Here territories were not acquired to become new U.S. states like it. It was the actual intention of manifest destiny. Now colonies were made, and constitutional rights were not established on the islands. That was a violation of the traditional manifest destiny, so the phrase’s actual meaning was thrown aboard by American imperialism in 1899. Americans at the time thought that they had to “educate” and “Christianize” those “uncivilized” Filipinos. But the Filipinos resisted and outbroke the Philippine-American war. In the 20th century, the phrase manifest destiny became a new definition. Roosevelt’s and especially Wilson’s version of manifest destiny rejected expansionism and saw the new “mission” of America to be the leader of the free world in the name of democracy. Today manifest destiny only describes a past era in American history and is often criticized as being the cause of American imperialism.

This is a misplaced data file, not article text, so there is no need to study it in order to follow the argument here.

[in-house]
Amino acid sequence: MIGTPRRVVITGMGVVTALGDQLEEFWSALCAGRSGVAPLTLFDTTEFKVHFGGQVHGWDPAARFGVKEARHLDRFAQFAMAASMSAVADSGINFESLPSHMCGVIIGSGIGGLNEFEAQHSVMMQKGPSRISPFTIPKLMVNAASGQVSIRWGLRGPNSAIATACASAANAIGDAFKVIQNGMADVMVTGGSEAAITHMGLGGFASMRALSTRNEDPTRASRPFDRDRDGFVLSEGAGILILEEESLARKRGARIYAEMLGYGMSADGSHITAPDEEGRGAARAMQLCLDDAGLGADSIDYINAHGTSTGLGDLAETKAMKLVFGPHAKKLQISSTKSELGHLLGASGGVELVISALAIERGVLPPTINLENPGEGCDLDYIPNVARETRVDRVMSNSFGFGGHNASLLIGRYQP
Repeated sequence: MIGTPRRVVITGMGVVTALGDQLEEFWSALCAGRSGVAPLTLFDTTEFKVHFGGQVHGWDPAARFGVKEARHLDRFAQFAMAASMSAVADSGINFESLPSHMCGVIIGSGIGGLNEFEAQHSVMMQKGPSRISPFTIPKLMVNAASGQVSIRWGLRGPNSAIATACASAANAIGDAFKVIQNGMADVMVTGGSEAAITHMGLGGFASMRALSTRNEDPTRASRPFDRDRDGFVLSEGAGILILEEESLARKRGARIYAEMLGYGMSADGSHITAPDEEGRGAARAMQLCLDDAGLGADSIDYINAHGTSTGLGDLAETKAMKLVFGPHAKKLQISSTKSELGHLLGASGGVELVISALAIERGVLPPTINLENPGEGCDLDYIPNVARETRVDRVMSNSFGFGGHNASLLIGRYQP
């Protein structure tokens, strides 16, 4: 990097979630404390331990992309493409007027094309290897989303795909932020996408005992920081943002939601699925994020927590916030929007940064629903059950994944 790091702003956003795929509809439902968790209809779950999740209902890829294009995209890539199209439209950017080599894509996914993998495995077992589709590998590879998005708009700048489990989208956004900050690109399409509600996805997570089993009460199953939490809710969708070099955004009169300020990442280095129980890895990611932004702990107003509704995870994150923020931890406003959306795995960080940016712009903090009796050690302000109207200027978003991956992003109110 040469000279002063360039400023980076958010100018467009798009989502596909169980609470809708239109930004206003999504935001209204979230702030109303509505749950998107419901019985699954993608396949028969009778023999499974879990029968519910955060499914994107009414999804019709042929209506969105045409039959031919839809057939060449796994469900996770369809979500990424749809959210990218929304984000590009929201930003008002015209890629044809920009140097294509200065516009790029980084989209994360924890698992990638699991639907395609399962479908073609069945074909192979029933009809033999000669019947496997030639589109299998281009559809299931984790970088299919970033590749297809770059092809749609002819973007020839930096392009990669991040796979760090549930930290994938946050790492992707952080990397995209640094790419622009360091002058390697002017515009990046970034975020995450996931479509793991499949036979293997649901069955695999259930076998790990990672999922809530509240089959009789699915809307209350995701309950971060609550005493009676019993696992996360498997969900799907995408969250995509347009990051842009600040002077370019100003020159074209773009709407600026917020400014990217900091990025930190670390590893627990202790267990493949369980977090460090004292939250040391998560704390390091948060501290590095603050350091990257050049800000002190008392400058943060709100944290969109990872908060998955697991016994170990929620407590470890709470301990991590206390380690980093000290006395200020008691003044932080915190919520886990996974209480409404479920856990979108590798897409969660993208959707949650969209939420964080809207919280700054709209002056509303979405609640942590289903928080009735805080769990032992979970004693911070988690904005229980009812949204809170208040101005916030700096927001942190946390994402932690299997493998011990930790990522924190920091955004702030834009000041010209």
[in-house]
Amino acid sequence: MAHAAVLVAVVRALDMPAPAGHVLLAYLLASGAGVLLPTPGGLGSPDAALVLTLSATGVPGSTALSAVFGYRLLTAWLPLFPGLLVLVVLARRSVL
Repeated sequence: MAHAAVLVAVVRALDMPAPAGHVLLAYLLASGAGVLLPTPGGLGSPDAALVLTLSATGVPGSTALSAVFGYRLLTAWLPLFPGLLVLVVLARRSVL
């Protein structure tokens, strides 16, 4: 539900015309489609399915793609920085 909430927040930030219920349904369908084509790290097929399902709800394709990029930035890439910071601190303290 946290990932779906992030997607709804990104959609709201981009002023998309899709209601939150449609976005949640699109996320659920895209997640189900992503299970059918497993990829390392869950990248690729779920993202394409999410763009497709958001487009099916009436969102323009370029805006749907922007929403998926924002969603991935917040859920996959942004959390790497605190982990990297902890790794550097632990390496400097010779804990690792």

Popularization of the American Dream. The USA has always been popularizing its dreams and ideals. In many respects, they succeeded owing to Hollywood, the development of the film industry, the improvement of instruments for making and receiving images and some other accidental or special factors. However, as a result of all the attempts on «projecting» images to the world, the American dreams appeared as highly pleasant and attractive shells whose inner content, though, was forgotten to be taken care of. At first, these pictures were a kind of visiting card of American life, and the Americans hoped to share their values with others through such images.